Increased attention is needed in MFM consultations to baseline hypertension and diabetes screening, as these are underlying disorders that should ideally be controlled prior to attempts at conception. Obesity is associated with increased risk of these comorbidities, and preconception care for diabetic women significantly improves pregnancy outcomes, making preconception diagnosis superior to diagnosis during pregnancy . Rates of hypertension screening in our study were particularly low in women with BMI 40.0–49.9 kg/m2, perhaps because the patients in the lowest BMI group had a higher prevalence of hypertension (see Table 1) and those in the highest group had greater perceived risk.
Guidelines from the American College of Obstetricians and Gynecologists recommend counseling women on weight loss and referring them to weight loss services prior to conception . Although there is no evidence-based strategy for preconception weight loss , it is generally accepted that lifestyle interventions combining diet, exercise, and behavioral therapy should be employed for all obese individuals . In our study, discussion of physical activity and referrals to a nutritionist and a medically supervised weight loss program were significantly more common in higher BMI groups, suggesting a lost opportunity to optimize outcomes in women with less weight to lose.
Bariatric surgery has been shown to result in more significant and persistent weight loss than lifestyle modification alone , and it is associated with lower risk of obesity-associated pregnancy complications [24, 25]. Bariatric surgery is indicated for women with BMI ≥40 kg/m2 or women with BMI ≥35 kg/m2 and a comorbidity . It has been recommended that women wait 12–18 months after surgery before conceiving , which may deter infertile women from pursuing this weight loss method, particularly if they are over age 35. The median age in our study was 36 years old, which may explain why less than 40% of women were referred to a bariatric surgeon.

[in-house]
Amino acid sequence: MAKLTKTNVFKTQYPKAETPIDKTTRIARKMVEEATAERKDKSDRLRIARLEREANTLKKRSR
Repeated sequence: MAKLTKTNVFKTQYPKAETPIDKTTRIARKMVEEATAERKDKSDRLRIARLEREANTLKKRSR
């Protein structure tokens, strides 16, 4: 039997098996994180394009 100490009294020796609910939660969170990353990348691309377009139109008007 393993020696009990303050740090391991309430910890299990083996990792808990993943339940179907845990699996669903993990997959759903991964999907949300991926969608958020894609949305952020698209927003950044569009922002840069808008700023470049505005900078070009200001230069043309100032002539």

Advanced maternal age might have been a significant contributing factor to the overall lack of pre-pregnancy weight loss in our study population since older women may be unlikely to delay attempts at pregnancy to work on weight loss. Indeed, the majority of women seen for MFM consultations in our study started fertility treatment, typically within one month, and the number of women referred to a medically supervised weight loss program who actually attended was low. These statistics suggest that patients’ priorities are more focused on becoming mothers than on managing their own obesity. Moreover, the short interval between MFM consults and the initiation of fertility treatment confirms that REI physicians in our institution do not require weight loss before conception attempts. In contrast to the low attendance rate for referrals to a medically supervised weight loss program, the attendance rate for those referred to nutrition was quite high, perhaps because this intervention is perceived as a smaller time commitment and/or because insurance companies in Massachusetts often require it in order to pay for ART.
The conclusions of our study are limited by its retrospective nature, small size, and location at a single medical center. Due to its small sample size, our study lacked power to detect differences in certain variables across BMI groups. For example, in our logistic regression analysis, the power to detect a difference in crude pregnancy rates between the BMI 30.0–39.9 kg/m2 and BMI ≥50 kg/m2 groups, based on the observed sample sizes and rates, was 33%. Another limitation was our study’s retrospective chart review design, which required relying on perfect documentation of consult content by the MFM specialist. Also as a result of the retrospective design, we did not have access to a comparison group of women planning pregnancy who were obese and did not receive MFM consultation. Therefore, we cannot draw definitive conclusions about the impact of an MFM consult on obese women’s weight or fertility. Finally, this study was performed at a single institution, limiting the generalizability to different patient populations and MFM departments.